Oceans cover over 70% of the earth's surface, and 95% of the ocean remains unexplored. We know less about what lives deep in the ocean than we do about the surface of the moon, but marine species are dying off faster than they have in 55 million years.
Sharks first appeared over 400 million years ago; the first primates, creatures vaguely similar to squirrels, arrived at least 350 million years after that; humans only arrived 200,000 years ago or so, making us really a very recent arrival. But we've made a dramatic impact in that short time with some 80% of pollutants in the oceans deriving from human activity. Plastic is found in the stomachs of creatures from fish to albatross.
The global fondness for seafood means China alone takes in over 12 million tonnes of marine life every year. Some predict fish stocks will collapse utterly before the second half of this century, leading to a worldwide food crisis which will make the famines of the last century look like a walk in the park.
It's also Universal Studios' birthday
The oldest film production company in America, Universal Studios, was established today in 1912 as the Universal Film Manufacturing Company, by a German-Jewish immigrant from Wisconsin named Carl Laemmle.
He was largely motivated by irritation at Thomas Edison, who refused star credits and charged high fees to show his movies. Universal survives today in a much-changed form, having been sold, merged, demerged and remerged many times. The company today includes Universal Studios, a chain of four theme parks, with the first established in 1964, as well as film production and film distribution arms, among them Universal Pictures.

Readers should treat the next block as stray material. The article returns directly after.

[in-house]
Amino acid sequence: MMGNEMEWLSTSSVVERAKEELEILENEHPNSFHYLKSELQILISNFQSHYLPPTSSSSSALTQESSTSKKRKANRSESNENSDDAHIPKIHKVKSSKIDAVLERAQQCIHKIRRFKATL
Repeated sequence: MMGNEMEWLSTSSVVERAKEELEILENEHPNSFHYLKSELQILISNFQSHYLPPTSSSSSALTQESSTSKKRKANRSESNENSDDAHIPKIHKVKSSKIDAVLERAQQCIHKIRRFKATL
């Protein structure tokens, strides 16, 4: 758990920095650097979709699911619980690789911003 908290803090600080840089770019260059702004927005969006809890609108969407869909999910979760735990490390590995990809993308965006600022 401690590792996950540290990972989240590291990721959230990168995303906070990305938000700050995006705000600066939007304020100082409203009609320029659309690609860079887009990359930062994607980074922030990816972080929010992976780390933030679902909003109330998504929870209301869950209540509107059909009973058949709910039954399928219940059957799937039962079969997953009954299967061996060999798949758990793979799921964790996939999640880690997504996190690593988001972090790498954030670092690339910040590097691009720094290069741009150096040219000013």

We are impressed that a company born in the silent movie era could last to the age of the internet and beyond, and so we are toasting Mr Laemmle's creation with a Californian Martini.
It's the anniversary of that Icelandic Volcano erupting
At 9am on this day, an Icelandic volcano caused an epic disaster. It would transform the European economy, wipe out 20% of the population of Iceland and kill at least 20,000 Britons.
This was the Laki volcano, which exploded on this day in 1783. It ejected 600 sq. km. of lava, but the killer was the gases - fluorine gas fell as hydrofluoric acid that scoured the flesh off livestock, while a toxic cloud of sulphur dioxide and sulphuric acid drifted steadily south. The poison gases and acid rain killed plants and vegetation. Without anything to eat, Iceland's farm animals died. And the gases brought savage winters around the world. While Icelanders starved, the Mississippi froze as far south as New Orleans.
In England, that summer, the toxic fog made the sun look as pale as a clouded moon, and turned it blood-red at sunrise and sunset. Which would, we suppose, have been an excellent occasion for a Fog Cutter, a potent blend of spirits, citrus and cherry.